So, when we knit for CRAFT--and hone our knitting techniques to their highest level--we can make garments that are beautiful but not necessarily flattering. (I will never forget a story told by a woman who made my set-in sleeved Gray Cardigan: the first time she wore it someone said Oh how exquisite! It looks hand knit, but then I realized it couldn't be because it fits you too well.) Wrongly or not, making ill-fitting garments seems to be our reputation: I wonder if knitting purely for craft doesn't contribute to this a bit?

3. Knitting as FASHION
I remember my friend, Lee Andersen, telling us in a workshops that we needed to know why we were knitting: which of these 3 was our highest priority, art, craft, or fashion? I knew I was knitting for FASHION. And I also knew I as in the minority.

Some students thought FASHION meant HIGH FASHION, so they didn't see that as a reason to knit. But I didn't take it that way. I took it to mean fashion something with my hands that would express my personal fashion

Another reason (I was in a minority) might be that, unlike our grandmothers, we of this generation knit for process--because we can afford to, because we can (with globalization) buy what we wear. We know that purchased garment is the right colour, the right length, the right size. None of these are guaranteed with our hand knits. So we knit for art and we knit for craft--worthy reasons to spend our money on yarn and our time on knitting.

BUT, as said earlier, we don't produce pieces that a MOTGP recognizes as attainable or wearable. So if we knit for FASHION, might this change. And what would those attainable and wearable pieces be?

Look in your closet: what do you wear most often? Simple shapes? Solid colours? Pieces that fit? Pieces with something of interest that raises them beyond the purely simple?

These are the things that express my personal fashion. And I can tell you that rarely do I wear a hand knit without a MOTGP (a sales person in a women's clothing store, a customer in a shoe store, a stranger at an airport, a member of the cleaning staff at a hotel, a waitress in a restaurant) stopping me to say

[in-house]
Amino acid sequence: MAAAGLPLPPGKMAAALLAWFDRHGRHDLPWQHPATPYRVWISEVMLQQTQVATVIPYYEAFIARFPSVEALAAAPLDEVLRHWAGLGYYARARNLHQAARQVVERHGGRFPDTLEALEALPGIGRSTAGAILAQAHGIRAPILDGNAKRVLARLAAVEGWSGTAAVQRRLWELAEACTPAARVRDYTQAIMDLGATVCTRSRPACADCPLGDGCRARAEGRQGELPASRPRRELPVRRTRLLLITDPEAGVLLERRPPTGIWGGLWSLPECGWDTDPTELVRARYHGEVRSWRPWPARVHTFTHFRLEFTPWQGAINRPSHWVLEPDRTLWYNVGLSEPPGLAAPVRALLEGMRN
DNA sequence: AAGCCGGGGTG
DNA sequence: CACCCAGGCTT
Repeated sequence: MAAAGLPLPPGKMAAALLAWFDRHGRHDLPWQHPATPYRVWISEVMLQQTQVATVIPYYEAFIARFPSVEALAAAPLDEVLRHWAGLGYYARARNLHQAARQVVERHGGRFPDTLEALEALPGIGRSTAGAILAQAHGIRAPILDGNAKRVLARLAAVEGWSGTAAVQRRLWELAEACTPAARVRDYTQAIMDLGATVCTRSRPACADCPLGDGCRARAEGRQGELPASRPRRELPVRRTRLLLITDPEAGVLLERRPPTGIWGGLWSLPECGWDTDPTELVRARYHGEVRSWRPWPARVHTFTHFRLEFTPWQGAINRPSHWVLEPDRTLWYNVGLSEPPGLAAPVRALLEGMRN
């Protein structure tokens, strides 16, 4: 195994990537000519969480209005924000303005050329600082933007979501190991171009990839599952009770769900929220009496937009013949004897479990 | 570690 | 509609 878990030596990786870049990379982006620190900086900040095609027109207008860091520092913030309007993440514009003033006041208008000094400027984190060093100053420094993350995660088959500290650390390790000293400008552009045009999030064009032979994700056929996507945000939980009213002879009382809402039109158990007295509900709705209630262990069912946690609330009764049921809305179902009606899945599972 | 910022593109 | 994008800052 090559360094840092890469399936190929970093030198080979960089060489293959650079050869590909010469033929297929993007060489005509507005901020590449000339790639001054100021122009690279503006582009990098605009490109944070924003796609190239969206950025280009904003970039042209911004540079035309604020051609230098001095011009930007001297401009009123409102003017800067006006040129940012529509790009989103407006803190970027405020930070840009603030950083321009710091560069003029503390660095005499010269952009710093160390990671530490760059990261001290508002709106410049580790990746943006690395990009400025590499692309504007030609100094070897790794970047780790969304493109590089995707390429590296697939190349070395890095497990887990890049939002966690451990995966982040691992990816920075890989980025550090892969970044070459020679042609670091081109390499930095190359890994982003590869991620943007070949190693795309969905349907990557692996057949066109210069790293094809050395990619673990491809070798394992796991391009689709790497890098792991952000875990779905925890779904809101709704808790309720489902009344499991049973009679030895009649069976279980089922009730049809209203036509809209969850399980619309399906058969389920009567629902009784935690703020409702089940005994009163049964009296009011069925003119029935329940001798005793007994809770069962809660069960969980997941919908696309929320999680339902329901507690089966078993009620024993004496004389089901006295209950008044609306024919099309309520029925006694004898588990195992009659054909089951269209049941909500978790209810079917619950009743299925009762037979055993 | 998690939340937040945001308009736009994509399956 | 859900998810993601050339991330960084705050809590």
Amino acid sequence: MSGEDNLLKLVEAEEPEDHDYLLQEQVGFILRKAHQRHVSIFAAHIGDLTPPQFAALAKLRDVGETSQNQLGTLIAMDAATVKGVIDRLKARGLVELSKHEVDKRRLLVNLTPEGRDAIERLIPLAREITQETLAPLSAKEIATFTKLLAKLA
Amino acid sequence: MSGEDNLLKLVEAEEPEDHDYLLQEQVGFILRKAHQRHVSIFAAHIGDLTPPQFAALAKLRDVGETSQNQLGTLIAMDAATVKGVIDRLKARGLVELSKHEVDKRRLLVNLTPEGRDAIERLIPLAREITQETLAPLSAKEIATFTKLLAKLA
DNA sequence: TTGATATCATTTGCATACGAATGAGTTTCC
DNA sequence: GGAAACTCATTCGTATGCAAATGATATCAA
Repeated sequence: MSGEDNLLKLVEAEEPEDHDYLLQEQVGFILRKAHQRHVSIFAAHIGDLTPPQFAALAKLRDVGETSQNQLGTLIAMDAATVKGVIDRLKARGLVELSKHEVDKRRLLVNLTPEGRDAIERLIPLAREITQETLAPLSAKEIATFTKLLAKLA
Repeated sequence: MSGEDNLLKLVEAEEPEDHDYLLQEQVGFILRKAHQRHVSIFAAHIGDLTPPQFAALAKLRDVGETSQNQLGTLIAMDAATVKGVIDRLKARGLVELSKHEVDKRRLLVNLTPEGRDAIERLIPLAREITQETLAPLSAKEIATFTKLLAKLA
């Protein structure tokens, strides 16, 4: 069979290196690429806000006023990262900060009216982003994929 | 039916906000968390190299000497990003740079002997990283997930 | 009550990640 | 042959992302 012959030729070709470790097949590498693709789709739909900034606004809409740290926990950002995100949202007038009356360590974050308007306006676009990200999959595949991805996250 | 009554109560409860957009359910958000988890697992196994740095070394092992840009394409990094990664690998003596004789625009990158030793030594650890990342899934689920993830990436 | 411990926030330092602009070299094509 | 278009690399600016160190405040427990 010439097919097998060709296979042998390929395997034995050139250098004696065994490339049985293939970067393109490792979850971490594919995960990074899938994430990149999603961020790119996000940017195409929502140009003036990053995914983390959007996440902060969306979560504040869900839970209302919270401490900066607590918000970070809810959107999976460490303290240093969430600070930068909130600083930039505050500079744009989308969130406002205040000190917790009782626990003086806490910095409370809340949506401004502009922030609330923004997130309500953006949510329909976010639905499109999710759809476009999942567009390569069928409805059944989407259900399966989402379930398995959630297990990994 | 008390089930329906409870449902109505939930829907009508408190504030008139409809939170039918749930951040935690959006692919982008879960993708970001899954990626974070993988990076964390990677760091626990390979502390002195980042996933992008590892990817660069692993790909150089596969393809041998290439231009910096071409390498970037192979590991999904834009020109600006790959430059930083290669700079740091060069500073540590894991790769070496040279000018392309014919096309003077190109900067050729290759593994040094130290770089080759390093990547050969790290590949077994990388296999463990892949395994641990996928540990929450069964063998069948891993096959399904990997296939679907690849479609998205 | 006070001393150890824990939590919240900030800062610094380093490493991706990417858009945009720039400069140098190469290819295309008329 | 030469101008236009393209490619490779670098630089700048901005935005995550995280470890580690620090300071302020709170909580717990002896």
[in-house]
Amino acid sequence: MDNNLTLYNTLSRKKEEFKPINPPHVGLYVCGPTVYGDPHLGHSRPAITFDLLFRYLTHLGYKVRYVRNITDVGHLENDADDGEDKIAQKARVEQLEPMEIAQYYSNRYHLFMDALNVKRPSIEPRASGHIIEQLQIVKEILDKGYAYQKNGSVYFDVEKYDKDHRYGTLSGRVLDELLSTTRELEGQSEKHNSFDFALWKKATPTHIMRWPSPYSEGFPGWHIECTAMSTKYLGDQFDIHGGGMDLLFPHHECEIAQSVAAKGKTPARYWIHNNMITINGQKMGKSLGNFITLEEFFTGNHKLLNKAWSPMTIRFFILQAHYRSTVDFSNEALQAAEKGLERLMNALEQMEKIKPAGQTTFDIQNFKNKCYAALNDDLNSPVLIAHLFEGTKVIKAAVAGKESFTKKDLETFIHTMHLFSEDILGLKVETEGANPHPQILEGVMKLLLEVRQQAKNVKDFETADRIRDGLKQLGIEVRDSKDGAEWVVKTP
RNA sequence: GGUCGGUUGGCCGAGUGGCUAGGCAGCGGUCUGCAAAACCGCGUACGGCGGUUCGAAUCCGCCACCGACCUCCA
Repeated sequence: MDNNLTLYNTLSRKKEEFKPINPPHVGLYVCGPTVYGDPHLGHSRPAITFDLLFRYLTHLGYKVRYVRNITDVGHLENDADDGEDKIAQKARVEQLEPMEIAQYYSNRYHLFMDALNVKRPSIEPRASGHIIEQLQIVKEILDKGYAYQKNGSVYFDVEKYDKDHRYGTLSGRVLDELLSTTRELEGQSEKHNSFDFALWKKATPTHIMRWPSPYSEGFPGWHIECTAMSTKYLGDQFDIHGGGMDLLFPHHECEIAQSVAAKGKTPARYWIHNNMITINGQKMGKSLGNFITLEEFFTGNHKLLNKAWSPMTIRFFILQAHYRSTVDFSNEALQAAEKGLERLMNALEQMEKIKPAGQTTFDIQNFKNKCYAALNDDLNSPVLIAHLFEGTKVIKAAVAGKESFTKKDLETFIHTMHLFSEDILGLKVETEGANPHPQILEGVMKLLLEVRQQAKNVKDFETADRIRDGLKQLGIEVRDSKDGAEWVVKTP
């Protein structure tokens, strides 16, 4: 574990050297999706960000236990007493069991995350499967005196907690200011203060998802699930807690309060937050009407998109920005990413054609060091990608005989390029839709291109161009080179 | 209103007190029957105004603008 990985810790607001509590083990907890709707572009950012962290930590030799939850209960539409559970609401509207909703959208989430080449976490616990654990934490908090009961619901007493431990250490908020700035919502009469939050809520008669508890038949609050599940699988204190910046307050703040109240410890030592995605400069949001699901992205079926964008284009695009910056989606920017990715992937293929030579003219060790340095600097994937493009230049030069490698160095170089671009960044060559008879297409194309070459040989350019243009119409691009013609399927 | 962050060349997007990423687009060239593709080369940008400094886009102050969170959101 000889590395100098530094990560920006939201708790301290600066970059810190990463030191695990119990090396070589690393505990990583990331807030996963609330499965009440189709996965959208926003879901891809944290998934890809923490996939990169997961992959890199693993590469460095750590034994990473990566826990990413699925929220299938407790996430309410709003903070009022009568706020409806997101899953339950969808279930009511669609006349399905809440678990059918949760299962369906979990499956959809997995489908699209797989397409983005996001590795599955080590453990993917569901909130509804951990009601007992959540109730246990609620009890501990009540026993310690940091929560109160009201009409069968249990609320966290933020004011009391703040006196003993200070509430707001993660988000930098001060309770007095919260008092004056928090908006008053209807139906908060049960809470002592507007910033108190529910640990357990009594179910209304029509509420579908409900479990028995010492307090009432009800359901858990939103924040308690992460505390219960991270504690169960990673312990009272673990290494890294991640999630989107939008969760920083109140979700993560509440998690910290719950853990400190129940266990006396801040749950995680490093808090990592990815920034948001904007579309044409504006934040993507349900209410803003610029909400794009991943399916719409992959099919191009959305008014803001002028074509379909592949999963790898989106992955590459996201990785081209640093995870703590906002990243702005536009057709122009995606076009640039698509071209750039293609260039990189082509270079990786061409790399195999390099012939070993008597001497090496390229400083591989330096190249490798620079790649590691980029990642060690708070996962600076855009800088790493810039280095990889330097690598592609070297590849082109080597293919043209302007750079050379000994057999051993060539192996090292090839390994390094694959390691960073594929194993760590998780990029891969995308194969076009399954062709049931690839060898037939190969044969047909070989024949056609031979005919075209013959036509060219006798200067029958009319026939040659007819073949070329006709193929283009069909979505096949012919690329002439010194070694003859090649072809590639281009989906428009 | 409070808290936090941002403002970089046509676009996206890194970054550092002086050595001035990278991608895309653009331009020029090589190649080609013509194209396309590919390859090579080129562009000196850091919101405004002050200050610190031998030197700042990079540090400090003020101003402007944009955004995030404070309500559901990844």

• I love your top / vest / sweater!
  • Where did you get it?
  • You KNIT IT? It doesn't look hand knit!!!
  • Was it difficult? 
  • Could I do it?
Or some version of the above. Every time. And I'm going to make a major assumption here by asking if this is not a reaction we'd all--at least occasionally--want?

How do we get that reaction? For every piece we knit as ART, for every piece we knit as CRAFT, we should knit one piece for FASHION! They won't be the most interesting or technique-heavy pieces we knit, but we--knitters, our community, our craft, and the MOTGP--will all be better for it!


  1. I am definitely a three. For myself, I knit what my wardrobe needs, and it is in the style that suits me best. I truly don't understand process knitting. For others, I knit what they need, but it has to suit my sense of style, or I won't enjoy it. Over the decades, I have found that the high concept things don't get worn enough to warrant the time and money spent. My current favorite is a plain black silk sweater which incorporates everything I know about what suits me best. No one knows I knit it myself, but many people ask where it came from.